Tags: drug | company | founder | indicted | opioid

Insys's Kapoor Charged With Helping to Fuel Opioid Crisis

Insys's Kapoor Charged With Helping to Fuel Opioid Crisis

Thursday, 26 October 2017 01:35 PM

Insys Therapeutics Inc. founder John Kapoor is accused of helping fuel the U.S. opioid epidemic by bribing doctors to prescribe a powerful form of fentanyl to patients who didn’t need the potent drug.

Kapoor, 74, was arrested Thursday in Arizona and charged with racketeering conspiracy and other felonies. He’s scheduled to appear in a Phoenix court later in the day.

Kapoor and other former Insys executives are also accused of defrauding insurance companies that were reluctant to approve payments for the drug by improperly getting prior authorization directly from the insurers and pharmacy benefit managers, Acting U.S. Attorney William Weinreb in Boston said in a press release.

“Insys executives improperly influenced health care providers to prescribe a powerful opioid for patients who did not need it,” Mark McCormack, an FDA agent, said in the statement.

The opioid epidemic is killing 175 people a day and costing the U.S. economy billions of dollars annually, according to the government. President Donald Trump plans to declare the opioid crisis a public health emergency on Thursday.

The Insys executives are accused of bribing doctors to prescribe Subsys, a fentanyl-based spray designed to combat cancer-sufferers’ pain, to people who didn’t have cancer.

Joe McGrath, an Insys spokesman, said he couldn’t immediately comment on Kapoor’s indictment. The company has reportedly been in settlement talks with the U.S. Justice Department to resolve a probe into its Subsys marketing. The company’s shares fell more than 12 percent to $6.49 in Nasdaq trading at 1:48 p.m.

Brian Kelly, Kapoor’s Boston-based defense attorney, didn’t immediately return a call for comment about his client’s indictment on Thursday.

The Lawyer Who Beat Big Tobacco Takes On the Opioid Industry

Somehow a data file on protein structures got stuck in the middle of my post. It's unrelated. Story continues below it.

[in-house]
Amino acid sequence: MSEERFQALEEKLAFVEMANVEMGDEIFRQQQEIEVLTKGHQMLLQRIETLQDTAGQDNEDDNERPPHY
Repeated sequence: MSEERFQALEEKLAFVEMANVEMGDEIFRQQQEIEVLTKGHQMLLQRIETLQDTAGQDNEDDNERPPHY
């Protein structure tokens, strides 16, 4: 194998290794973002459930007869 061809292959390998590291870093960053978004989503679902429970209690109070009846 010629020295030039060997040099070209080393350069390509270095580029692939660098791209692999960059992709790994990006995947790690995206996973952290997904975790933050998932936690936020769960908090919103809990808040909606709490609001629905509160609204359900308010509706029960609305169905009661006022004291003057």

Kapoor stepped down as Insys’s CEO and chairman in January, about a month after prosecutors indicted the former employees in the bribery probe. Those charged included ex-CEO Michael Babich and former national sales director Richard Simon.

Some lower-level Insys employees have pleaded guilty and are cooperating with prosecutors. Elizabeth Gurrieri, a former manager who oversaw insurance reimbursements, pleaded guilty to one count of conspiring to commit wire fraud in June.

Kapoor is also the chairman and largest shareholder of Akorn Inc., which has been acquired by German health-care provider Fresenius SE for $4.3 billion in April.

Kapoor’s arrest "has no impact on the Akorn transaction," Matt Kuhn, a spokesman for Fresenius, said in an email. A representative for Akorn didn’t return calls and emails seeking comment.

The U.S. Attorney in Connecticut is conducting a criminal probe of Purdue Pharmaceutical Inc.’s marketing of OxyContin. Scores of cities and counties, as well as states, have sued companies including Purdue, Endo International Plc, and Johnson & Johnson’s Janssen Pharmaceuticals, alleging that they triggered the epidemic by minimizing the addiction and overdose risks of painkillers such as OxyContin and Percocet.

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U.S. authorities say the founder of an Arizona-based pharmaceutical company has been arrested and charged with leading a nationwide conspiracy to bribe doctors to prescribe a powerful opioid pain medication.
drug, company, founder, indicted, opioid
Thursday, 26 October 2017 01:35 PM
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